The Global Demand for Coal Is Predicted to Rise - Pacific Standard

The Global Demand for Coal Is Predicted to Rise

Here's why that's bad news.
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Workers collect coal at an open mine in Dhanbad in the eastern Indian state of Jharkhand on December 7th, 2017.

Workers collect coal at an open mine in Dhanbad in the eastern Indian state of Jharkhand on December 7th, 2017.

Global demand for coal is expected to rise over the next five years, according to a new report from the International Energy Agency. The IEA predicts that, despite a record-breaking drop in demand between 2015 and 2016, global demand will increase by about 3 percent, or 117 million tonnes of coal equivalent, by 2022.

The forecasted rise is driven largely by India, where demand is expected to increase by 115 million tonnes. (Though a huge figure, that's still 100 million tonnes less than the IEA projected demand increase in India the same period last year.)

Still, any growth in coal consumption is bad news for the planet. Coal emits more carbon than any other fuel source, and we all share the same carbon budget. Here are a few reminders as to why coal is such a dirty energy source:

1. It's Bad for the Environment

The mere act of pulling coal from the ground is destructive. In mountain-top mining, for example—as the name suggests—mountain tops are cleared of trees and removed with explosives. Water drains down into the valleys below mountain top mines and carries with it toxic chemicals that pollute waterways. Once out of the ground, burning coal releases huge amounts of carbon dioxide, the primary greenhouse gas behind climate change, plus sulfur dioxides and nitrogen oxides, both of which lead to acid rain and smog. The coal plants themselves suck up billions of gallons of water from nearby waterbodies (along with any tiny fish, larvae, and eggs that happen to be in the way) for steam-powered turbines. Sometimes the plants dump hot waste water back into those same water sources—a form of "thermal" pollution.

2. It's Bad for Human Health

The toxic pollutants emitted into the atmosphere as a result of burning coal—including not just carbon and sulfur and nitrogen oxides, but also mercury and particulate matter like soot—have been linked to respiratory, cardiovascular, and even neurological illnesses. Particulate matter can get lodged in the lungs, increasing the risk for everything from asthma to lung cancer; mercury, which makes its way into humans via the fish we eat, can cause brain damage, blindness, and developmental disorders in developing fetuses. In addition, the risk of death from heart disease is five time higher for those exposed to coal emissions over 20 years compared to other pollutants. All told, some 30,000 premature deaths a year in the United States alone can be attributed to coal-fired power plants.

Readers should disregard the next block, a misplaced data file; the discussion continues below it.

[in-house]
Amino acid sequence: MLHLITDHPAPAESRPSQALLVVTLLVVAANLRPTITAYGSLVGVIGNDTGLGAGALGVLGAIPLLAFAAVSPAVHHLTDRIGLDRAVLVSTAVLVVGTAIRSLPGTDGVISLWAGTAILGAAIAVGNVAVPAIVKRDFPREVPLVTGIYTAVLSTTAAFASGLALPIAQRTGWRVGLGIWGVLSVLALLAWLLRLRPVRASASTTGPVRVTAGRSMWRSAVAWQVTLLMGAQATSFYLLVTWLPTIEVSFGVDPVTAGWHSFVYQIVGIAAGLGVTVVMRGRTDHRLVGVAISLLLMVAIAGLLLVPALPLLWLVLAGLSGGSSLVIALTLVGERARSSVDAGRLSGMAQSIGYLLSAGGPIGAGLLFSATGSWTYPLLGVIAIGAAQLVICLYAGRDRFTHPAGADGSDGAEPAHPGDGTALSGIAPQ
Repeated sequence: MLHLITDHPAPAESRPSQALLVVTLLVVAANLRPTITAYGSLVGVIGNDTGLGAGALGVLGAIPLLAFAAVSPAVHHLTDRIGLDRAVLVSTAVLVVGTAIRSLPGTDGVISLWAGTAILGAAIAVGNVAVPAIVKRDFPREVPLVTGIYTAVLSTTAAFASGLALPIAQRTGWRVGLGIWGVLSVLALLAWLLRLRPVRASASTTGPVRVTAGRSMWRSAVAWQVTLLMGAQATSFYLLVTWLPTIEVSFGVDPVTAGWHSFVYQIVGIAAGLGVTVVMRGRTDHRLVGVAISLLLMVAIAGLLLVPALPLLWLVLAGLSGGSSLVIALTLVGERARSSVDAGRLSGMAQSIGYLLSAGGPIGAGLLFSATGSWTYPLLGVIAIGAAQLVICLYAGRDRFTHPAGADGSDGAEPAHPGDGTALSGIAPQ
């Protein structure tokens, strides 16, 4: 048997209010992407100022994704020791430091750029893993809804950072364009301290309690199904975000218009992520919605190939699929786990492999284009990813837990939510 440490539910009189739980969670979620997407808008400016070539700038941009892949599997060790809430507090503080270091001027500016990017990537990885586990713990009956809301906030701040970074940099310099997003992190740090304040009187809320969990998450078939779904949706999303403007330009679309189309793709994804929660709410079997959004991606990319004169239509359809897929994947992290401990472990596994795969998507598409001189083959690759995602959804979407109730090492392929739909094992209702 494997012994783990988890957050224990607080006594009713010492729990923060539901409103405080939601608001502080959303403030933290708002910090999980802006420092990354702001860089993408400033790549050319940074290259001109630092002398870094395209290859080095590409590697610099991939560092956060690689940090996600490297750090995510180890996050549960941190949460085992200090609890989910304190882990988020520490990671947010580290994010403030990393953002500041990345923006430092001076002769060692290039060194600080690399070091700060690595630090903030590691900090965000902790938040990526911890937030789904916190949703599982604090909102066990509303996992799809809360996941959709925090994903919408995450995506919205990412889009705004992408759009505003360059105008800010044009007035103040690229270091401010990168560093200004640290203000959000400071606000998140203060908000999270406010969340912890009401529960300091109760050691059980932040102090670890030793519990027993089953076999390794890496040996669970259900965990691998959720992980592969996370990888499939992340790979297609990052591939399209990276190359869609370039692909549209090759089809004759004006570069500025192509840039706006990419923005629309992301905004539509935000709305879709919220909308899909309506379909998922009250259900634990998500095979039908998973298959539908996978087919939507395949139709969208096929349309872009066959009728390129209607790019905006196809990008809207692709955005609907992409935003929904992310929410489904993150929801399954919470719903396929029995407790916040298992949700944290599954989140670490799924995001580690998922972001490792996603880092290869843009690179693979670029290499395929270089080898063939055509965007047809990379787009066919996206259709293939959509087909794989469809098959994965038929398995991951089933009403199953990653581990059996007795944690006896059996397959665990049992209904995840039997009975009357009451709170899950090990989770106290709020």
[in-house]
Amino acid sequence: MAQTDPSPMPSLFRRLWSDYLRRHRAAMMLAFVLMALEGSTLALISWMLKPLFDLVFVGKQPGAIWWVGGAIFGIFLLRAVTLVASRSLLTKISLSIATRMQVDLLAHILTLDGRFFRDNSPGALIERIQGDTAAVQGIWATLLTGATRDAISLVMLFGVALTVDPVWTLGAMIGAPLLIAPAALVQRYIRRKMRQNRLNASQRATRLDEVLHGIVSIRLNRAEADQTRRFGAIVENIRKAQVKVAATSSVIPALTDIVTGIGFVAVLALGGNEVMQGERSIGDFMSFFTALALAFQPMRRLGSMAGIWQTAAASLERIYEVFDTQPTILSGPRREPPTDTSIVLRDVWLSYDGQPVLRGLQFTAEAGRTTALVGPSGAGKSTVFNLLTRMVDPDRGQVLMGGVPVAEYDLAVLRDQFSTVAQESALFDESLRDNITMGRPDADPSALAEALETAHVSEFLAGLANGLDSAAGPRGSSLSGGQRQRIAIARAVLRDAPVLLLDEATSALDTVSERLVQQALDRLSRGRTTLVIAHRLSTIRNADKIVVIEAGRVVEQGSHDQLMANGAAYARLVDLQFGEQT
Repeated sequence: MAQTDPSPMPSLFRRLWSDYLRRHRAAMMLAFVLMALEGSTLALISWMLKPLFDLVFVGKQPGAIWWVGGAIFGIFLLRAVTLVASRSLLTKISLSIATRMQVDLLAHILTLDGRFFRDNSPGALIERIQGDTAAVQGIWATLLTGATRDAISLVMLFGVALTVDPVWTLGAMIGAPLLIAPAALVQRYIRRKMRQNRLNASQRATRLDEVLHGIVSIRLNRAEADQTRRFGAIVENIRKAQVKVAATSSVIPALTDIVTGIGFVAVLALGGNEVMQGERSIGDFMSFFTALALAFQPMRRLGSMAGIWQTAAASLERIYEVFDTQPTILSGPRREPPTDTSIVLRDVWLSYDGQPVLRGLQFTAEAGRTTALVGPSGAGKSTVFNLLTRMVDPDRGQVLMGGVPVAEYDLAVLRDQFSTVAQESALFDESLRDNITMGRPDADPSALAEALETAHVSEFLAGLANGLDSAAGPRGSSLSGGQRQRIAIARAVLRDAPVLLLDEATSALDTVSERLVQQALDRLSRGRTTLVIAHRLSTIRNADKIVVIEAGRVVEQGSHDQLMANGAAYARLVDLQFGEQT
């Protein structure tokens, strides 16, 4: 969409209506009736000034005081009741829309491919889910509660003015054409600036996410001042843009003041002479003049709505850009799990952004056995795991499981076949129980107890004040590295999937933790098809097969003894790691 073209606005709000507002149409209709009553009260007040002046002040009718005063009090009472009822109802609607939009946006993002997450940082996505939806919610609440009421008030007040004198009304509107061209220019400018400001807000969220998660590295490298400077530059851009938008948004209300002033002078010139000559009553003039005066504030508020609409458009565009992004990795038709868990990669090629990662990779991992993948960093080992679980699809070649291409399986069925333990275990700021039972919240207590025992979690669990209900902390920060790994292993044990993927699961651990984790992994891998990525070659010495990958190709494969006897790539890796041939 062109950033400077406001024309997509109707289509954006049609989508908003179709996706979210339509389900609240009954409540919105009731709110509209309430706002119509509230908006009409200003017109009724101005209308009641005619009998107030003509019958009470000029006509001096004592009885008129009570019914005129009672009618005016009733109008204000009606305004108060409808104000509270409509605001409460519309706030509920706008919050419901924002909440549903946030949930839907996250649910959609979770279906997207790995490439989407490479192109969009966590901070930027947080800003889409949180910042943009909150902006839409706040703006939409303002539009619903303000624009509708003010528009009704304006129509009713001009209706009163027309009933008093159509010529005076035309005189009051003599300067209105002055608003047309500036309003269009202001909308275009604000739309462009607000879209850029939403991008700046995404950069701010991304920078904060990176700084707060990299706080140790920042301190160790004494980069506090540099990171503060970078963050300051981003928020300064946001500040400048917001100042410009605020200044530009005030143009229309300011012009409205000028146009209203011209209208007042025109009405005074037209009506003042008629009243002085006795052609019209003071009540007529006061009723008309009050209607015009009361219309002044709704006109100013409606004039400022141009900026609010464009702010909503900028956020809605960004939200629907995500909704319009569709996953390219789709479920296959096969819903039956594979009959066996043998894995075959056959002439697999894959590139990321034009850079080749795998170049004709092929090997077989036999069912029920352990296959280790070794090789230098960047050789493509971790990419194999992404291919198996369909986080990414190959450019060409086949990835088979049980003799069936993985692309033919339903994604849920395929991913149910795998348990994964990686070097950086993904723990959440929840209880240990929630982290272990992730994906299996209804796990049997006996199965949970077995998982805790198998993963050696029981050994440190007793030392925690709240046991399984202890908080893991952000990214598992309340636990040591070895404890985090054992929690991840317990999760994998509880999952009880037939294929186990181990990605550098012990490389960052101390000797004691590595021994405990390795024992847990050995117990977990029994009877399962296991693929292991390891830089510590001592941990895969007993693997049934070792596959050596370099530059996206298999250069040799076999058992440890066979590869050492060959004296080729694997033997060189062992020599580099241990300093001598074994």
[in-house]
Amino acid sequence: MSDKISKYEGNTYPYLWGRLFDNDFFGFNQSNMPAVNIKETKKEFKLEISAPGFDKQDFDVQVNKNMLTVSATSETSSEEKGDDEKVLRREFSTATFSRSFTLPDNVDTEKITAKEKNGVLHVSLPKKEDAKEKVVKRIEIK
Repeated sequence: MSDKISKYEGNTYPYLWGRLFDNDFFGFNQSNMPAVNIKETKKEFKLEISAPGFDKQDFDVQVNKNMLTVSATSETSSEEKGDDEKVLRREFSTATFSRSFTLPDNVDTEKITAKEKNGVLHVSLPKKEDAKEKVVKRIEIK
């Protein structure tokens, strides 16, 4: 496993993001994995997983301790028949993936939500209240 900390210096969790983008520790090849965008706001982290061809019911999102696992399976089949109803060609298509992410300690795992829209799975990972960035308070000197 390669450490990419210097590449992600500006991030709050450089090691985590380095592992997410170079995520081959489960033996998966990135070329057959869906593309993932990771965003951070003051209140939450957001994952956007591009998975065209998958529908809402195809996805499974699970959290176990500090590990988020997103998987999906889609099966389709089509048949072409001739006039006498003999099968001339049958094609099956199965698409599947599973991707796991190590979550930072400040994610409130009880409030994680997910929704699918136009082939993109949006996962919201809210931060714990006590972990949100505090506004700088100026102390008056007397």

3. It's Bad for the Economy

Coal would not pass a proper cost-benefit analysis. In the U.S., the damage coal causes to the economy outweighs the power it generates. A 2011 study estimated that coal plants cost the U.S. $53 billion in damages a year. (The researchers used conservative estimates of the health risks of coal and didn't look at the climate risks at all, which means the cost in the U.S., and around the globe, is considerably higher.) If coal use continues at its current levels, let alone rises, global temperatures will rise well over the two degree Celsius goal of the Paris Agreement. That rise in temperature can itself harm the economy: A 2015 study found that, while gross domestic product remained fairly stable when temperatures remained between 32 and 77 degrees Fahrenheit, it quickly drops off with any temperatures above or below that threshold. If current climate projections pan out, the study found, global economic production could drop by 23 percent by the end of the century.

Of course, as Carbon Brief reported, some experts believe the IEA projections for coal demand in India might be an overestimate. India's Ministry of New and Renewable Energy estimates that the country will reach 200 gigawatts of renewable energy by 2022, but the IEA used more conservative approximations of renewable energy generation. If solar and wind energy expand as rapidly as the most optimistic projections, global demand trends could reverse by this time next year.

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